Various Veins

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You wonder sometimes if the people who write stuff like, "Why Boomers Are Doomed" or "The Unaffordable Baby" are just trying to raise the level of anxiety in readers.

These quotes are from the covers of Maclean's. I have mislaid another article that laments the lack of jobs for graduating doctors, but the same gloomy prospect eats at readers' sense of security.

Perhaps the authors are simply reporting the results of surveys that leave great black holes in their sampling procedures.

Today I watched over a dozen youngsters happily playing in front of my neighbour's house. Their parents have six or more children in their families. The parents have jobs, buy homes, vehicles, furniture, bicycles, clothing, food. There is no reason to think their children will bankrupt them or that they will lack education. I see these kids running happily to board the school bus each morning and come home in the afternoon just as filled with enthusiasm as they were at 8 a.m.

What about the poor unemployed doctors who must owe big bucks for their years in college? Well, if they look outside the four largest cities they will find that smaller centres are searching for doctors and not being able to staff hospitals and clinics. This is especially true of northern communities.

Why do the graduates confine their job search to Montreal, Toronto, Vancouver? It's because these graduates have narrowed their studies to special fields. Smaller centres don't need many specialists. They are crying for doctors who can provide general diagnoses, treat the patients whose trouble falls within their ability to treat. The special cases can be refered to the specialists.

The numbers of specially trained doctors, more than enough to fill needs, tell something about motivation. We hope and would like to believe that young men and women who enter medical schools do it because they want to help those afflicted with medical, mental and surgical problems. If that is the reason for their choice they would prepare themselves to enter this ministry wherever there is a need. That they fail to follow this course tells us they have their eyes and expectations on enriching themselves.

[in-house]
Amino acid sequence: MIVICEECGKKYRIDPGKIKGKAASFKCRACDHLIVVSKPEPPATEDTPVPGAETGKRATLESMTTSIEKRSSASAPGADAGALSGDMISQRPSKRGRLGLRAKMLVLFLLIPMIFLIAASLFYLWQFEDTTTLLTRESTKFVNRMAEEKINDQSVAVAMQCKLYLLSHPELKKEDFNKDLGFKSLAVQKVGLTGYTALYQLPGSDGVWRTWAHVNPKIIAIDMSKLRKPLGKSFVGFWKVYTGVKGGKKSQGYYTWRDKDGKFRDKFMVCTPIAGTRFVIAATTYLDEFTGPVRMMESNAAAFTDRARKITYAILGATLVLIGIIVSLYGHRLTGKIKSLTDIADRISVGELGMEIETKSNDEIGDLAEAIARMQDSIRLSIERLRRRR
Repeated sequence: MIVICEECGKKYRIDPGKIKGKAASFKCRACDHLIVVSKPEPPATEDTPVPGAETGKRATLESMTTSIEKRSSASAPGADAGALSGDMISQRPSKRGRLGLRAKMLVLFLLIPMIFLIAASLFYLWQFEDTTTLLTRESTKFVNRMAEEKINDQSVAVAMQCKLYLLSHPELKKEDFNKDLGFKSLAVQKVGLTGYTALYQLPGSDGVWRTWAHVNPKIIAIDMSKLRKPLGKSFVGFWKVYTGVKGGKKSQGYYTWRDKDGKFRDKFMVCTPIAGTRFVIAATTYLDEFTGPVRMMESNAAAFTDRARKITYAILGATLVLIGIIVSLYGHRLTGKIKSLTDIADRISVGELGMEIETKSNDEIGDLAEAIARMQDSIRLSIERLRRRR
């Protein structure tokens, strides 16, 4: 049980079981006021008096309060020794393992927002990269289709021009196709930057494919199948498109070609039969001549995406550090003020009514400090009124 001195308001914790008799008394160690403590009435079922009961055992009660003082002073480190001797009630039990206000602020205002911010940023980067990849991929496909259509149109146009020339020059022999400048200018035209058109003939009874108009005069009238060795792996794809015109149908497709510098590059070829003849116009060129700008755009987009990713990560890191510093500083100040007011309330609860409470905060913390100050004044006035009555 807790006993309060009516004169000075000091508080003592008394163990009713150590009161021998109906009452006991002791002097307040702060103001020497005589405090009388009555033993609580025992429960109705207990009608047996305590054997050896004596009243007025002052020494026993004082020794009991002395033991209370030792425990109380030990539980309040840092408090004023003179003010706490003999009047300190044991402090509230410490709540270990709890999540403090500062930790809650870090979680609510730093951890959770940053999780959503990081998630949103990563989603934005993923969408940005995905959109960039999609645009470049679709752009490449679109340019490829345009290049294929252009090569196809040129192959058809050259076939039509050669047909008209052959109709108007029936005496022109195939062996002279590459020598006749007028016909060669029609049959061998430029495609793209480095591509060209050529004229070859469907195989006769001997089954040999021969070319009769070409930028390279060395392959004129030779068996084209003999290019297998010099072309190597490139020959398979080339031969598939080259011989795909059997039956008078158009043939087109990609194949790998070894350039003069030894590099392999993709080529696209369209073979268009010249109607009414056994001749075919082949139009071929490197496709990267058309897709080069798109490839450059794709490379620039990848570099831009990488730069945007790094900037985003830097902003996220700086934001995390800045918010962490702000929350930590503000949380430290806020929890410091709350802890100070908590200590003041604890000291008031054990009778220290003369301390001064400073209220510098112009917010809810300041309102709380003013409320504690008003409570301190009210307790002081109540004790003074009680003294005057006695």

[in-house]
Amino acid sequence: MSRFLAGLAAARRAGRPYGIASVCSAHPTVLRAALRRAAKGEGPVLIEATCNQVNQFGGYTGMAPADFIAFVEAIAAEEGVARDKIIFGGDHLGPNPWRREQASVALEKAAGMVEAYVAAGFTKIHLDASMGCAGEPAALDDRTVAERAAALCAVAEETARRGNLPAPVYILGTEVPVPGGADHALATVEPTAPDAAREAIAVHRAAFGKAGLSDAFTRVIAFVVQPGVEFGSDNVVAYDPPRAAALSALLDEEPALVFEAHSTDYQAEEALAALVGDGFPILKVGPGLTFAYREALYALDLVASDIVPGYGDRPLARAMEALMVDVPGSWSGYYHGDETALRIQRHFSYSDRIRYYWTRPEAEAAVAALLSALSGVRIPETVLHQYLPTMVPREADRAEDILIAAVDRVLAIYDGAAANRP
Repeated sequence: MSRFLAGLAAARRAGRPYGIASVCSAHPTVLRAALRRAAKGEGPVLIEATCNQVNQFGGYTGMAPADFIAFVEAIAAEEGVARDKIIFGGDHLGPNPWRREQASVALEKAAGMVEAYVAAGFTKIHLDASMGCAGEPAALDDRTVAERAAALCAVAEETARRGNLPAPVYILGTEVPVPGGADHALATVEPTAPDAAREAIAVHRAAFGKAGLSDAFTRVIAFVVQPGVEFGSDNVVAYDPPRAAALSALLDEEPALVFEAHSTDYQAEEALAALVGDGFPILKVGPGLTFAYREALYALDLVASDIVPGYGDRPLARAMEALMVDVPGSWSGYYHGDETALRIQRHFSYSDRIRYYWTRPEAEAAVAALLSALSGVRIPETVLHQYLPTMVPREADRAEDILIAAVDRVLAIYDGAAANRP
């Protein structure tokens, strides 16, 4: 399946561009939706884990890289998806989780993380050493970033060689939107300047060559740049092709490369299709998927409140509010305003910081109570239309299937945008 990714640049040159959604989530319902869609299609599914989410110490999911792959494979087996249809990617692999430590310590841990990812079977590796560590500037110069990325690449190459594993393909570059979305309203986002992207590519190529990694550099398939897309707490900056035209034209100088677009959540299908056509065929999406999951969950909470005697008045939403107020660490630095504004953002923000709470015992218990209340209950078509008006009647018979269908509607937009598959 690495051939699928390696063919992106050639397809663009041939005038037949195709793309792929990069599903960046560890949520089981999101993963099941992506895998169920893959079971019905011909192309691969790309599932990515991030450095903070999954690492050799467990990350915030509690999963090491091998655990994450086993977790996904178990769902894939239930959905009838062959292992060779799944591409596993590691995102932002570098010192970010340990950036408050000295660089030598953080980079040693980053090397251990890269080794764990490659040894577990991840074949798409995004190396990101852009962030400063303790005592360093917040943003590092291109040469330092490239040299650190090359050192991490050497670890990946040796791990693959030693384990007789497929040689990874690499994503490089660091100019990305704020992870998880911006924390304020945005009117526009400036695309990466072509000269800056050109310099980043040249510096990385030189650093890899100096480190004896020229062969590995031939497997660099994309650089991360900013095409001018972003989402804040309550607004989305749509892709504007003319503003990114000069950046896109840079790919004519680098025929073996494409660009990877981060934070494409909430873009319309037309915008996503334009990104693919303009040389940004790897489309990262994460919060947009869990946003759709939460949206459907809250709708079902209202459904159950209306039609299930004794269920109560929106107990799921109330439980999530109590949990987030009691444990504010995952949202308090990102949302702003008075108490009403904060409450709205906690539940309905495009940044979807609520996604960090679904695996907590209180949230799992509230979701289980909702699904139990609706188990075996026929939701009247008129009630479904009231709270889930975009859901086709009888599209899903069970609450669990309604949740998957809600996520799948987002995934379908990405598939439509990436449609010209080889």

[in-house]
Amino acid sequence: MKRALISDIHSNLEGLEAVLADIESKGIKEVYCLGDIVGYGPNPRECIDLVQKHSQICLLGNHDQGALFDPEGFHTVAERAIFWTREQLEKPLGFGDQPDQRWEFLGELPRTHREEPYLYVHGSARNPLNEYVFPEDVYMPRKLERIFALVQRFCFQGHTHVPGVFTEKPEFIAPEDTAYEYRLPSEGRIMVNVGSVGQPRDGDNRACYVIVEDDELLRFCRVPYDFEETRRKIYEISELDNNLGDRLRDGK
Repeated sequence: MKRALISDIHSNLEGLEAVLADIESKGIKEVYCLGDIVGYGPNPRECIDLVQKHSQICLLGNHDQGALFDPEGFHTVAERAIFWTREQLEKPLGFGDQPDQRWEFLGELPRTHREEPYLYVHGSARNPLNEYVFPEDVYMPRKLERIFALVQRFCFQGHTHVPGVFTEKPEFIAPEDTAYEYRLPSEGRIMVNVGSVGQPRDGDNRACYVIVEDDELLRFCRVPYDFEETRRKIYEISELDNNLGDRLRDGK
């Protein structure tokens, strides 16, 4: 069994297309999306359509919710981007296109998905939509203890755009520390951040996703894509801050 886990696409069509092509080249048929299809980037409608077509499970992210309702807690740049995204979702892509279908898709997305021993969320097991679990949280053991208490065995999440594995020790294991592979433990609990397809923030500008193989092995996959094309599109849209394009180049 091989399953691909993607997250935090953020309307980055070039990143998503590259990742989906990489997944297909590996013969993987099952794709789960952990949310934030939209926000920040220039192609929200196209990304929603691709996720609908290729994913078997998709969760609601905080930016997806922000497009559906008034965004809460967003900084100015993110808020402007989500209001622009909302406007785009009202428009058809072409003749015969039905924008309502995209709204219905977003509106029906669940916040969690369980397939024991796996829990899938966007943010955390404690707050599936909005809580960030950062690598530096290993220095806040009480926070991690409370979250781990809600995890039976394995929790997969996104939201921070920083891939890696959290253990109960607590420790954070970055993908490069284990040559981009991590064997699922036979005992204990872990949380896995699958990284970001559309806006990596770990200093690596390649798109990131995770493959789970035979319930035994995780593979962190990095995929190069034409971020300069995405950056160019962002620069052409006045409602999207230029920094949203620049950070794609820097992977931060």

I've argued before and here I come again to say it is foolish to try to keep the cost of health care under control by rationing services. What does it matter if the health industry occupies 50 per cent or more of the gross budget, as long as the rest of the budget is able to keep roads, bridges, water treatment and so on in good repair?

The October 14th issue of Maclean's observes, "health care appears to be one of the rare recession-proof industries where employment is virtually guaranteed for new grads."

Well, that depends on the motivation doesn't it? You train to offer your services where they are needed, not where the big paycheck is expected, the jobs are there.

The person in this story, a nurse, reports her income is higher than it was when she worked in the forestry industry.

In 1884 George Bernard Shaw through a character in his first novel described how, as people in other lands learned to produce goods for less cost than the mills of Great Britain, the mills would become museums and society would depend on the income from visitors. A century and a half later we see the same process at work.

We call it tourism. Tourism produces no consumable goods or services necessary for life. The health industry which includes the production and marketing of wholesome food is a giant by comparison.

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